Why the Debt Ceiling Debate Is Like the NFL Lockout

The two national stalemates will (hopefully) be over by the first week of August

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The NFL preseason is supposed to begin a month from yesterday. In a lockout-free universe, St. Louis would play Chicago on Aug. 7 in the annual Hall of Fame Game, a week before league-wide exhibition begins in earnest, as ESPN's mobile app reminds me whenever I check box scores. Every time I see that empty score for a game that probably won't happen, I shake my head.

The preseason isn't the same as the regular season (there are no real playoff- or division-related consequences) but preseason games are NFL games nonetheless, and, as such, they're worth money. TV contracts, advertising, brand exposure, per-game salaries for players -- whenever two NFL teams face off in a televised event, there are serious dollars involved for all affiliated parties. It's amazing to me that a labor dispute will prevent this game from being played.

Five days before the Hall of Fame Game doesn't happen, the U.S. either will or will not have defaulted on its sovereign debt: The Treasury has set Aug. 2 as a final deadline for Congress and the president to settle their differences and raise the statutory federal debt limit, before the country defaults and U.S. credit is downgraded.

Just like the players and owners, congressional Republicans and President Obama have been negotiating without result.

Both sides recognize a deal should be done, and eventually will be done. Yet, somehow, they haven't been able to reach one. There's been posturing on both sides. House Majority Leader Eric Cantor walked out of talks led by Vice President Biden. The players' union disbanded. On Saturday night, House Speaker John Boehner said he wants to pursue a smaller deal, closer to what Biden's working group discussed. Obama, according to his Treasury secretary, now wants more cuts than Republicans do. But when it hits the fan in early August, no one expects the U.S. to default on its debt, and no one thinks the NFL will cease to operate as a sports league, or even bring in replacement players. As serious as all this negotiating is, it is also the very definition of charade.

I'm not necessarily confident that these billion and trillion-dollar stalemates can really inform our opinions of each other, or that there is intrinsic value in sports-life, sports-politics, or sports-deficit parallels, but there's something about watching these things play out that makes people cringe in the same way.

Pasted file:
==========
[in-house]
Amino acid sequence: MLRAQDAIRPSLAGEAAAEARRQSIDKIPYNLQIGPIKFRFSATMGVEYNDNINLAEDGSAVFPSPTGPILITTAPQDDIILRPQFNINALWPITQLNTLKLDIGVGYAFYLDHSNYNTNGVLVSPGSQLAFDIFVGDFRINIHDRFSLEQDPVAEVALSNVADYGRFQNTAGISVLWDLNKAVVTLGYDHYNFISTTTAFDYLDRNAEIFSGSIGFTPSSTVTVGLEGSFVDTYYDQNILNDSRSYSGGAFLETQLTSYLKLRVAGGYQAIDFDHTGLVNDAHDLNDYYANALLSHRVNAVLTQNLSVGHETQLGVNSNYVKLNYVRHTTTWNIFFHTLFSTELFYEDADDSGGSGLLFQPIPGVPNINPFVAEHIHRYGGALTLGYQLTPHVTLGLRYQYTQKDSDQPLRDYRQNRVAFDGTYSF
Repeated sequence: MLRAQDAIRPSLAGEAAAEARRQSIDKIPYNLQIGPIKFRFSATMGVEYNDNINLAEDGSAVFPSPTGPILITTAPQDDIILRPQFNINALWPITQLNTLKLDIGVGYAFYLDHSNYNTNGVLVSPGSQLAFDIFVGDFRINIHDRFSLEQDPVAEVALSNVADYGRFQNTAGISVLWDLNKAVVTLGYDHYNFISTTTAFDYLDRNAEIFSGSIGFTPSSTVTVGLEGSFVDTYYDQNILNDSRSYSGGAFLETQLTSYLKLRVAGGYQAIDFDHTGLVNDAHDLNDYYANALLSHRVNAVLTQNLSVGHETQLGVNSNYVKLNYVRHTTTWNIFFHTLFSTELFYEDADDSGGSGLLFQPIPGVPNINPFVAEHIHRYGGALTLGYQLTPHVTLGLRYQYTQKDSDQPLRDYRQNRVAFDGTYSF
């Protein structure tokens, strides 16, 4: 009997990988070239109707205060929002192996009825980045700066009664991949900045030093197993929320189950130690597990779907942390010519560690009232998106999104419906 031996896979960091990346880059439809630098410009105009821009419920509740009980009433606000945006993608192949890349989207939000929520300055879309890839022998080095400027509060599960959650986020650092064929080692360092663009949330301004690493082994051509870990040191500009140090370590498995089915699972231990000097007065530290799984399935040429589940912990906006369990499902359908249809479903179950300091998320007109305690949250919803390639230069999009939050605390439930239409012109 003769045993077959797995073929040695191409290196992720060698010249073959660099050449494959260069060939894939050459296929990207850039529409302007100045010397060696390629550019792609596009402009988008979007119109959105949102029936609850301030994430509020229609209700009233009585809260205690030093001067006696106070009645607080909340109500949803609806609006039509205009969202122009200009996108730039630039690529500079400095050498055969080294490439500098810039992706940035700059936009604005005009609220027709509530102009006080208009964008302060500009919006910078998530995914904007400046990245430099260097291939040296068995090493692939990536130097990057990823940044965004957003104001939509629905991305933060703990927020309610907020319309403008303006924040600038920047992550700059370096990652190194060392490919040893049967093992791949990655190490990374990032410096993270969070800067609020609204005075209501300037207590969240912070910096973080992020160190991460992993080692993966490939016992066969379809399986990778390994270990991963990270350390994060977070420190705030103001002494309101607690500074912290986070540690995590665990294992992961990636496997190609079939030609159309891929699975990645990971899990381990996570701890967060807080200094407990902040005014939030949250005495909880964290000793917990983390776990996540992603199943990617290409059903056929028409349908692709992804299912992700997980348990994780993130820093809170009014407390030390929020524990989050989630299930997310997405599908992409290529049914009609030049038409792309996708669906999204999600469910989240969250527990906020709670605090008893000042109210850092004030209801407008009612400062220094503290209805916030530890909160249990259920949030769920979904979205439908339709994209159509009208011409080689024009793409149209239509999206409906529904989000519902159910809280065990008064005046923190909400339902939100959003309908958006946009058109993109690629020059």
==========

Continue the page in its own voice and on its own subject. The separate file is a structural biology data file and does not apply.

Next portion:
We know they'll make a deal eventually. Why can't they make a deal now? The waiting is the hardest part.

Some broad-stroke similarities:



Millionaires and billionaires

Ever heard the NFL lockout described as a fight between millionaires and billionaires? You probably have, because, literally, it is (except that not all players have it so great), and sports commentators and columnists appropriately like to point that out when talking about fan reactions to the possibility that such impossibly rich people will deprive them of Sundays and Monday nights full of beer, wings, and the gruesome crunch-sounds picked up by FOX's on-field mics.

The same is true of the legislators negotiating over the debt ceiling, and how much money to cut from the federal budget. In 2009, the last year for which personal financial disclosures have been publicized, the richest member of Congress, California Republican Darrell Issa, listed his maximum net worth as $451.1 million. Treasury Secretary Timothy Geithner is worth up to $6.05 million. And these guys might cut Social Security benefits? In the words of Keyshawn Johnson, come on, man!

Cash cows

The NFL is worth an insane amount of money. Five teams -- the Redskins, Patriots, Cowboys, Texans, and Eagles -- are worth over $1 billion each. In 2008, the NFL took in $8.8 billion in revenue. It makes more money than any other sports league: Major League Baseball grew its revenue to $7 billion in 2010, while the NBA took in just $3.8 billion that year. And multiple industries, including sporting equipment, advertisers who target the NFL's demographic, and local bars and restaurants all depend on the NFL. For every game that isn't played, ripple effects will be felt by Nike, FOX, ESPN, and any restaurant that serves nachos and owns a TV.

Presented by

Chris Good is a political reporter for ABC News. He was previously an associate editor at The Atlantic and a reporter for The Hill.

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